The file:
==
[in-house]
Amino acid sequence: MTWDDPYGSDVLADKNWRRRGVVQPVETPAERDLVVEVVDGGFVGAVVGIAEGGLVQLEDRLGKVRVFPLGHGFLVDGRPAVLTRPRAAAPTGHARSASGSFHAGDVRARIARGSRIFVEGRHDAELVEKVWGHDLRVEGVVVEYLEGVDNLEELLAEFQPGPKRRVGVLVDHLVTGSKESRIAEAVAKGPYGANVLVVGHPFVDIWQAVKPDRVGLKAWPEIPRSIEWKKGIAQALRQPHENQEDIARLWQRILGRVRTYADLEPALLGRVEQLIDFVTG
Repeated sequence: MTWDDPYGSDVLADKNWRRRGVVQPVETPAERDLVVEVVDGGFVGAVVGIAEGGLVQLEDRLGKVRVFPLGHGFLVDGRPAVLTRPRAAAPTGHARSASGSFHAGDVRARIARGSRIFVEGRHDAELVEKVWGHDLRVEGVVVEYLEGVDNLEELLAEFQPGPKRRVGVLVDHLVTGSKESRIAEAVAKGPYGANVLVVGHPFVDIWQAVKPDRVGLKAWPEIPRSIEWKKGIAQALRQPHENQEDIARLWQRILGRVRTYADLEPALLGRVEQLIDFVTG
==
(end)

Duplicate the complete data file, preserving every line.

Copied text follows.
[in-house]
Amino acid sequence: MTWDDPYGSDVLADKNWRRRGVVQPVETPAERDLVVEVVDGGFVGAVVGIAEGGLVQLEDRLGKVRVFPLGHGFLVDGRPAVLTRPRAAAPTGHARSASGSFHAGDVRARIARGSRIFVEGRHDAELVEKVWGHDLRVEGVVVEYLEGVDNLEELLAEFQPGPKRRVGVLVDHLVTGSKESRIAEAVAKGPYGANVLVVGHPFVDIWQAVKPDRVGLKAWPEIPRSIEWKKGIAQALRQPHENQEDIARLWQRILGRVRTYADLEPALLGRVEQLIDFVTG
Repeated sequence: MTWDDPYGSDVLADKNWRRRGVVQPVETPAERDLVVEVVDGGFVGAVVGIAEGGLVQLEDRLGKVRVFPLGHGFLVDGRPAVLTRPRAAAPTGHARSASGSFHAGDVRARIARGSRIFVEGRHDAELVEKVWGHDLRVEGVVVEYLEGVDNLEELLAEFQPGPKRRVGVLVDHLVTGSKESRIAEAVAKGPYGANVLVVGHPFVDIWQAVKPDRVGLKAWPEIPRSIEWKKGIAQALRQPHENQEDIARLWQRILGRVRTYADLEPALLGRVEQLIDFVTG